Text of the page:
An important use of Chinese Zodiac is to determine if two people are compatible, in a romantic relationship or any kind of relationship. In ancient times people were faithful to Chinese Zodiac compatibility and often referred to it before a romantic relationship began. Even nowadays some people still refer to it.

Take our online test on the right and find how suitable you and your partner are. See our Chinese Zodiac Love Compatibility Charts

Chinese Zodiac Love Compatibility Test
Is she/he compatible with you? Take the test and see…
Boy’s Name:

Date of Birth:

mm/dd/yyyy

search your chinese zodiac sign
Girl’s Name:

Date of Birth:

mm/dd/yyyy
what is your chinese zodiac signs
It’s BAD LUCK When Your Zodiac Year Comes Around!
As the Chinese zodiac recurs every 12 years, your animal year will come around when you are 12, 24, 36, 48, 60, 72, etc.

According to ancient Chinese superstition, in your birth sign year, he will offend the God of Age, and will have bad luck during that year. The best way to avoid bad luck during this year is by wearing something red given by an elder (relative), such as socks, a neck cord, underwear, a waistband, a bracelet, or an anklet.

Read more on How to be Lucky in Your Zodiac Year.

As an integral part of the traditional Chinese culture, the ancient marriage customs have a long history of over 5,000 years, which have changed over time due to different social ethics and aesthetic standards from one dynasty to another, however, they also have their own unique characteristics and rituals which have been carried forward to the present and still exert a far-reaching influence on later generations.

Development of Ancient Chinese Marriage Customs

The ancient Chinese marriage customs have gone through five stages over 5,000 years: primitive group marriage stage, consanguineous marriage stage, exogamous marriage stage, antithetic marriage stage and the monogamy marriage stage.

Primitive Group Marriage
In the primitive society, the ancestors of the Chinese people lived in groups and had no fixed spouses, and they had sexual relationships indiscriminately with one another. Owing to their weak gender awareness, they didn’t felt ashamed and weren’t bound by customs and etiquettes.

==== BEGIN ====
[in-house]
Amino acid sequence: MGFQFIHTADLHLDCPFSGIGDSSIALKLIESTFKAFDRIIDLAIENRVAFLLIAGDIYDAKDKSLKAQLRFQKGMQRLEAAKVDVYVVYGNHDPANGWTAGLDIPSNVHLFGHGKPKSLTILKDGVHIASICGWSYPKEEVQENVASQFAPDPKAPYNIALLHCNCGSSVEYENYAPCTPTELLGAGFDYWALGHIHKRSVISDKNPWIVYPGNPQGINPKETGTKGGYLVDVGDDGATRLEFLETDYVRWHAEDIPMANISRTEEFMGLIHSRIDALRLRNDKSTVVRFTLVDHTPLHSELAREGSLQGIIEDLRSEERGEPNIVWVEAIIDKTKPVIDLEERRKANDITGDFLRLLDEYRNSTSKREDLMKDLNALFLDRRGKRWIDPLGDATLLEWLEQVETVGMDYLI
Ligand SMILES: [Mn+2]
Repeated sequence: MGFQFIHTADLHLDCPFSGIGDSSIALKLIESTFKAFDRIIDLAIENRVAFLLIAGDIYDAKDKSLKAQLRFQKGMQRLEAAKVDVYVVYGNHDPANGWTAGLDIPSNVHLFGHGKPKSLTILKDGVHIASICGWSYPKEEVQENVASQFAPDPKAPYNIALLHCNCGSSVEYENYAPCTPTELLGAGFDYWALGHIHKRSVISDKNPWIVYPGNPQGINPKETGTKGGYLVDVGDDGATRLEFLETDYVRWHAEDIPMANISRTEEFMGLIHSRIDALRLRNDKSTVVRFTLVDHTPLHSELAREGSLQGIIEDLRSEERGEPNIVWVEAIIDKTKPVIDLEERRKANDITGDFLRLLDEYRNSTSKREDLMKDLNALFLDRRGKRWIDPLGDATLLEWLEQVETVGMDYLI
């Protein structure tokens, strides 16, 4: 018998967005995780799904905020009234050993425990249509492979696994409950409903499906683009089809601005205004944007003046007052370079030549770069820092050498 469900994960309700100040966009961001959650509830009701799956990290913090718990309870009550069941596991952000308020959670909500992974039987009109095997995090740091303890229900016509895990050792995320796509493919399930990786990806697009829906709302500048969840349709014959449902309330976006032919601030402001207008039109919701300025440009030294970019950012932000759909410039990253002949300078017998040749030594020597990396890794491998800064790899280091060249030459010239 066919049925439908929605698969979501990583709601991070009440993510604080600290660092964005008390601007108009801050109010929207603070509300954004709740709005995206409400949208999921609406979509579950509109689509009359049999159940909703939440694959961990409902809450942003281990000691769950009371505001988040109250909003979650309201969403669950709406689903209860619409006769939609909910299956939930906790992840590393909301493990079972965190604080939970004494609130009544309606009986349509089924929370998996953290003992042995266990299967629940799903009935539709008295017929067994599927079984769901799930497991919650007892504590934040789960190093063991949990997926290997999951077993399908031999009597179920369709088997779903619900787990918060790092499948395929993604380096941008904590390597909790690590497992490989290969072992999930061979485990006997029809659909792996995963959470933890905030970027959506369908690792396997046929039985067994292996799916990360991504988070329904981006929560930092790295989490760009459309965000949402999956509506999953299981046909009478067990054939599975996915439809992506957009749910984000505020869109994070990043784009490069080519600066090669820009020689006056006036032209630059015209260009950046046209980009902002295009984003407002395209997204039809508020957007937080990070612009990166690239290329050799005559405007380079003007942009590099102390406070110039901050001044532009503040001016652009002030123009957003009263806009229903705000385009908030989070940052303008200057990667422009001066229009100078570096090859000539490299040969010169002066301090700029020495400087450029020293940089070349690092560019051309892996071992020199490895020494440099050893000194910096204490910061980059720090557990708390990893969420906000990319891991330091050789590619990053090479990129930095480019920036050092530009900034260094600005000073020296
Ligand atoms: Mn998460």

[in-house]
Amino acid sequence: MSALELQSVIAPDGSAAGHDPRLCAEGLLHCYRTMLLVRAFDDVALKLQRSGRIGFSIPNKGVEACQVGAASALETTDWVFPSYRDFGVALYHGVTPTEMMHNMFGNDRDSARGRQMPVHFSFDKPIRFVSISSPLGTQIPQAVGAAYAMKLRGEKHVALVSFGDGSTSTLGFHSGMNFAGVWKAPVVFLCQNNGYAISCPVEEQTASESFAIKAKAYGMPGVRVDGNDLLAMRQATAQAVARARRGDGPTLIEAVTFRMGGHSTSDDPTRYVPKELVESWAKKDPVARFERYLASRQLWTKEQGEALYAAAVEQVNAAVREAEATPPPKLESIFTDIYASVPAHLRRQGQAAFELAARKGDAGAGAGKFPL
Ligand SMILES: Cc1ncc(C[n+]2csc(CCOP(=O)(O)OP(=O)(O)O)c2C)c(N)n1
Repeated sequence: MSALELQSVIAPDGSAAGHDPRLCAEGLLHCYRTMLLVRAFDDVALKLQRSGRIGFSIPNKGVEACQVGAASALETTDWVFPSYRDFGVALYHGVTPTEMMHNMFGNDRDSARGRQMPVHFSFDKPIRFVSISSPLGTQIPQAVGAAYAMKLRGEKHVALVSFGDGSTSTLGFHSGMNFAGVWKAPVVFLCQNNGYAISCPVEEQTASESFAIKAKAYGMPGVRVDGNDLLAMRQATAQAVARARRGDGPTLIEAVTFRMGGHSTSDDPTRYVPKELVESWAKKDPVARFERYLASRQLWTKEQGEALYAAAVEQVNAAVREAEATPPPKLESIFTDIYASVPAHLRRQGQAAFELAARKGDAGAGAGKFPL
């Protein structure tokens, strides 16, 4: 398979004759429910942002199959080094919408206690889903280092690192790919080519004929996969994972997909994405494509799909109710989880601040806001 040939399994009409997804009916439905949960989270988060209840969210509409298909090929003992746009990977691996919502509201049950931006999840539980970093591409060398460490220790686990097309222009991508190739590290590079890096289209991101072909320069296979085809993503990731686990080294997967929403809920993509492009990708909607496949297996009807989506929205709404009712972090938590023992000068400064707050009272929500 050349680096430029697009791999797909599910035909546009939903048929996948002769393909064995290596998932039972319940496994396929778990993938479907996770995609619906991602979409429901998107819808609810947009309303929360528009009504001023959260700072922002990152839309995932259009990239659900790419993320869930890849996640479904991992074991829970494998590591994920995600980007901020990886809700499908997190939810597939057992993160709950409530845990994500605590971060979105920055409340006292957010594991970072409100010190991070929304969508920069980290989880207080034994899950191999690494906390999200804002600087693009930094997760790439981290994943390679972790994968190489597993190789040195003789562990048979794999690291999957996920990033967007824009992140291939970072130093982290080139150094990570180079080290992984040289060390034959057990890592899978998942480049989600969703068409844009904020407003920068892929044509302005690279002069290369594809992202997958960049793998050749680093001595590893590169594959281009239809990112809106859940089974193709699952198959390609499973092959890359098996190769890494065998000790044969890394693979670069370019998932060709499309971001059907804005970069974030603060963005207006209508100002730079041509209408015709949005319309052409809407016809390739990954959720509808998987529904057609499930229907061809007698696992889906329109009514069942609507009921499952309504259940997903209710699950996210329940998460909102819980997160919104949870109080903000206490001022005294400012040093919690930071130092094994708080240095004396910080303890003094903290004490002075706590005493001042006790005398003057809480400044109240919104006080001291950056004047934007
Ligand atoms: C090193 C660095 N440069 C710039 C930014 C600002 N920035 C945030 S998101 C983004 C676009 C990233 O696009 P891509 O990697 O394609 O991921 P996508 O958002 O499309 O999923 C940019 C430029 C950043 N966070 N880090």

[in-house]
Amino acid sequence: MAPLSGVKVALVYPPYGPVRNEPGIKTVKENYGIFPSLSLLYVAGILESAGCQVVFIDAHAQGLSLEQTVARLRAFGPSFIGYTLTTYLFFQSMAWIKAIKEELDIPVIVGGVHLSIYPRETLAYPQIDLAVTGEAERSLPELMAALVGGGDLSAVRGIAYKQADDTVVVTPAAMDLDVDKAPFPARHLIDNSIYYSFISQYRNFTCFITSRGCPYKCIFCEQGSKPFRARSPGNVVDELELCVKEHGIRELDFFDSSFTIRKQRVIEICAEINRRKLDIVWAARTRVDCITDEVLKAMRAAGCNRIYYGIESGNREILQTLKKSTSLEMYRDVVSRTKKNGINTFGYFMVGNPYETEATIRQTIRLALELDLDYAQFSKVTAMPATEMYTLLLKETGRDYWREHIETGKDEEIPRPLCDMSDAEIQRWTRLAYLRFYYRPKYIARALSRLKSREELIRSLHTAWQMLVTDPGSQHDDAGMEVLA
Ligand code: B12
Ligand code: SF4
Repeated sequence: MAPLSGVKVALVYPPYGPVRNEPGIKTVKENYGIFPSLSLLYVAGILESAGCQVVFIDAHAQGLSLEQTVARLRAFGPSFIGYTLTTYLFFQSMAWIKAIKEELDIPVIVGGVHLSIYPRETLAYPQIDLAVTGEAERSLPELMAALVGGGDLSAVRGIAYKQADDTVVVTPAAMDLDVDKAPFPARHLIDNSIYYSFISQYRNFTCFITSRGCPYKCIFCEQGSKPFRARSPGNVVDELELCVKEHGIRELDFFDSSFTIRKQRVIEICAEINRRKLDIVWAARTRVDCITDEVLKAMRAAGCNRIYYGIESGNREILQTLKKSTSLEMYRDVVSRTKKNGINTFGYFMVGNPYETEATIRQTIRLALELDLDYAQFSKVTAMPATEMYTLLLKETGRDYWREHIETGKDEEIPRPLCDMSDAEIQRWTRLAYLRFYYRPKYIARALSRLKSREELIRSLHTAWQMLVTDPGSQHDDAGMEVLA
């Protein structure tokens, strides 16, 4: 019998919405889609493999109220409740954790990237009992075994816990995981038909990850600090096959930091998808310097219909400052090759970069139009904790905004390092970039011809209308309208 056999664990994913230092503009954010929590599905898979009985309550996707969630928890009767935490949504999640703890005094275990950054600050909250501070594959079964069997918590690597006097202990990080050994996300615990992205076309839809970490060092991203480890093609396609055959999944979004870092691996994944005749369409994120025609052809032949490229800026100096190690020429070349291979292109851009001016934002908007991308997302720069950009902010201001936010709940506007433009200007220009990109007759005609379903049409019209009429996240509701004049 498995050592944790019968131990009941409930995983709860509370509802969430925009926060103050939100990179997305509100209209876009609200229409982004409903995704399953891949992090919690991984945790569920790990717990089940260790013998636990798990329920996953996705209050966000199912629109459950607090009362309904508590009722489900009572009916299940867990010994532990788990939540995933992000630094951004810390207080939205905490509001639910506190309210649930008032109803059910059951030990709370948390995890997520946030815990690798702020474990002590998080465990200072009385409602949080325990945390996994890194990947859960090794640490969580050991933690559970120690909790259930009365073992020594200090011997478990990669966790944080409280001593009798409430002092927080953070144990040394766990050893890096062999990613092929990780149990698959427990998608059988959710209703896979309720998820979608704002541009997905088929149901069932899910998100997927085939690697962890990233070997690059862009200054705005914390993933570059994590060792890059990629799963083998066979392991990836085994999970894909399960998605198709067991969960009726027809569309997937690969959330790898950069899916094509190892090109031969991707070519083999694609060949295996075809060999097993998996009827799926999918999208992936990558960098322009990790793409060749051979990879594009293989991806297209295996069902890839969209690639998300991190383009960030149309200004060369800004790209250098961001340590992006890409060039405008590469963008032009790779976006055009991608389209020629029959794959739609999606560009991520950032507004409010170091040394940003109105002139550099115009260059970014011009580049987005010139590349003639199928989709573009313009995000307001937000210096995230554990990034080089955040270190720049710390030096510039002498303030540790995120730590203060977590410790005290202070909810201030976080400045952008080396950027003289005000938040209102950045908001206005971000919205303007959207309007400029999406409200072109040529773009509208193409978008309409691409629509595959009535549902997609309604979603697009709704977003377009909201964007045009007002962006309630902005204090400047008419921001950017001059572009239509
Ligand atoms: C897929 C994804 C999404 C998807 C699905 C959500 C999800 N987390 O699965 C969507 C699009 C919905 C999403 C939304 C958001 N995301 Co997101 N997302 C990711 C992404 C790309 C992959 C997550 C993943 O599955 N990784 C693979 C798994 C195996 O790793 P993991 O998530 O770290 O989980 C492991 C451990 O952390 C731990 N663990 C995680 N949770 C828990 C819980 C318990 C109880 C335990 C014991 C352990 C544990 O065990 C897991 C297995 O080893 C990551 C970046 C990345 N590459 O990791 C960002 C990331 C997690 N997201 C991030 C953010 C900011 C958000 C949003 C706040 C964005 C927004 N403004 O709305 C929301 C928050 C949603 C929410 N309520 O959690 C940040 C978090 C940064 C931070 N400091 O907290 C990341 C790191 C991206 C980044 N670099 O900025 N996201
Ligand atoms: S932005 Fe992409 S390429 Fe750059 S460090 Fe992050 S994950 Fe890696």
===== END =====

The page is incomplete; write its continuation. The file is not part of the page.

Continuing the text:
Consanguineous Marriage
As the first marriage taboo in Chinese history, consanguineous marriage emerged during the middle Neolithic Age, which banned a parent-offspring marriage but allowed the marriage of people of the same generation (such as the brother and sister of a family). The representative consanguineous marriage was between Fu Xi (one of the Three August Ones and the Five Lords) and Nv Wa, who were blood brother and sister.

Exogamous Marriage Stage
As the second marriage taboo in Chinese history, exogamous marriage emerged in the middle and late Neolithic Age, which strictly banned the marriage between blood brothers and sisters, and it only allowed marriage among different social groups.

In the exogamous marriage stage, it was very common for the brothers of the same family to marry a wife from the other group, and she would be the wife of all the brothers in the family, and vice versa. The legend went that Shun (one of the Three August Ones and the Five Lords) married Yao’s daughters, Ehuang and Nvying, at the same time.

Antithetic Marriage
As a transitional stage from the exogamous marriage stage to the monogamous marriage stage, the antithetic marriage (or paired marriage) was an unstable marriage between men and women during the late Neolithic Age, which was very different from modern monogamy and easily dissolved; and it retained some vestiges of group marriage with tolerance toward a husband’s or wife’s extramarital relationships.